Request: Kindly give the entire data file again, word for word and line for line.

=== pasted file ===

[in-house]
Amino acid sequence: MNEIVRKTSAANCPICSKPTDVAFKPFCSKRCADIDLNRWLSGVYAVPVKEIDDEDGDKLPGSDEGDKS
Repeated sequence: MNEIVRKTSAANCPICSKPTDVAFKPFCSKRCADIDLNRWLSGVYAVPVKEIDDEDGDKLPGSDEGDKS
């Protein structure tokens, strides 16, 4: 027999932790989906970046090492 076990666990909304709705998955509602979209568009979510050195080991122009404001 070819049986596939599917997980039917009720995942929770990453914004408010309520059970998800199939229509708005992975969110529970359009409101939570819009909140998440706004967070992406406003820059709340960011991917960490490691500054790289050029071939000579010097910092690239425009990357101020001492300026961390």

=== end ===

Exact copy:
[in-house]
Amino acid sequence: MNEIVRKTSAANCPICSKPTDVAFKPFCSKRCADIDLNRWLSGVYAVPVKEIDDEDGDKLPGSDEGDKS
Repeated sequence: MNEIVRKTSAANCPICSKPTDVAFKPFCSKRCADIDLNRWLSGVYAVPVKEIDDEDGDKLPGSDEGDKS
């Protein structure tokens, strides 16, 4: 027999932790989906970046090492 076990666990909304709705998955509602979209568009979510050195080991122009404001 070819049986596939599917997980039917009720995942929770990453914004408010309520059970998800199939229509708005992975969110529970359009409101939570819009909140998440706004967070992406406003820059709340960011991917960490490691500054790289050029071939000579010097910092690239425009990357101020001492300026961390």